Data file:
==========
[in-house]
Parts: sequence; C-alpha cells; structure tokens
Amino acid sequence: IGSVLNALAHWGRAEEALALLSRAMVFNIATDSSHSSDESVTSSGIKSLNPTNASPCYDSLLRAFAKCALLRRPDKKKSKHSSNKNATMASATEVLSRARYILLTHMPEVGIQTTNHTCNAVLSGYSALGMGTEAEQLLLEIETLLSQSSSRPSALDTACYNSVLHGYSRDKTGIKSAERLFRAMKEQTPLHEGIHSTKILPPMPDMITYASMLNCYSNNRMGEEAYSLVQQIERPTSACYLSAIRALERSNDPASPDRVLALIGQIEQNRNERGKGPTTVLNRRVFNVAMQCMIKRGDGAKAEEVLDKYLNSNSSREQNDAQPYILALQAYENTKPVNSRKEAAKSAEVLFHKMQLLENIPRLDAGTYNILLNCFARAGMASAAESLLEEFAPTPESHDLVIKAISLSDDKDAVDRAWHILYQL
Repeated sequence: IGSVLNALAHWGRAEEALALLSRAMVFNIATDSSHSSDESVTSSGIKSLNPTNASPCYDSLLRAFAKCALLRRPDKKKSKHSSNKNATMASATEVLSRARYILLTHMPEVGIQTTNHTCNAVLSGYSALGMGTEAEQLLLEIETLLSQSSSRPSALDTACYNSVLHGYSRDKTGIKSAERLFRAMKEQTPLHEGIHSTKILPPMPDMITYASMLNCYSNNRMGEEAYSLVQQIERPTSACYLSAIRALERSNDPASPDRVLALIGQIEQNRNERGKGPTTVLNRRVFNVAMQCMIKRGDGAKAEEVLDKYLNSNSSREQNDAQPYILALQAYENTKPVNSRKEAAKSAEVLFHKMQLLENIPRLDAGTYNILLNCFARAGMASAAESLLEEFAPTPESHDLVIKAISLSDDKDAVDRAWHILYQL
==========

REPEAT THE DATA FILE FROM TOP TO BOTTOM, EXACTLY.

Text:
[in-house]
Parts: sequence; C-alpha cells; structure tokens
Amino acid sequence: IGSVLNALAHWGRAEEALALLSRAMVFNIATDSSHSSDESVTSSGIKSLNPTNASPCYDSLLRAFAKCALLRRPDKKKSKHSSNKNATMASATEVLSRARYILLTHMPEVGIQTTNHTCNAVLSGYSALGMGTEAEQLLLEIETLLSQSSSRPSALDTACYNSVLHGYSRDKTGIKSAERLFRAMKEQTPLHEGIHSTKILPPMPDMITYASMLNCYSNNRMGEEAYSLVQQIERPTSACYLSAIRALERSNDPASPDRVLALIGQIEQNRNERGKGPTTVLNRRVFNVAMQCMIKRGDGAKAEEVLDKYLNSNSSREQNDAQPYILALQAYENTKPVNSRKEAAKSAEVLFHKMQLLENIPRLDAGTYNILLNCFARAGMASAAESLLEEFAPTPESHDLVIKAISLSDDKDAVDRAWHILYQL
Repeated sequence: IGSVLNALAHWGRAEEALALLSRAMVFNIATDSSHSSDESVTSSGIKSLNPTNASPCYDSLLRAFAKCALLRRPDKKKSKHSSNKNATMASATEVLSRARYILLTHMPEVGIQTTNHTCNAVLSGYSALGMGTEAEQLLLEIETLLSQSSSRPSALDTACYNSVLHGYSRDKTGIKSAERLFRAMKEQTPLHEGIHSTKILPPMPDMITYASMLNCYSNNRMGEEAYSLVQQIERPTSACYLSAIRALERSNDPASPDRVLALIGQIEQNRNERGKGPTTVLNRRVFNVAMQCMIKRGDGAKAEEVLDKYLNSNSSREQNDAQPYILALQAYENTKPVNSRKEAAKSAEVLFHKMQLLENIPRLDAGTYNILLNCFARAGMASAAESLLEEFAPTPESHDLVIKAISLSDDKDAVDRAWHILYQL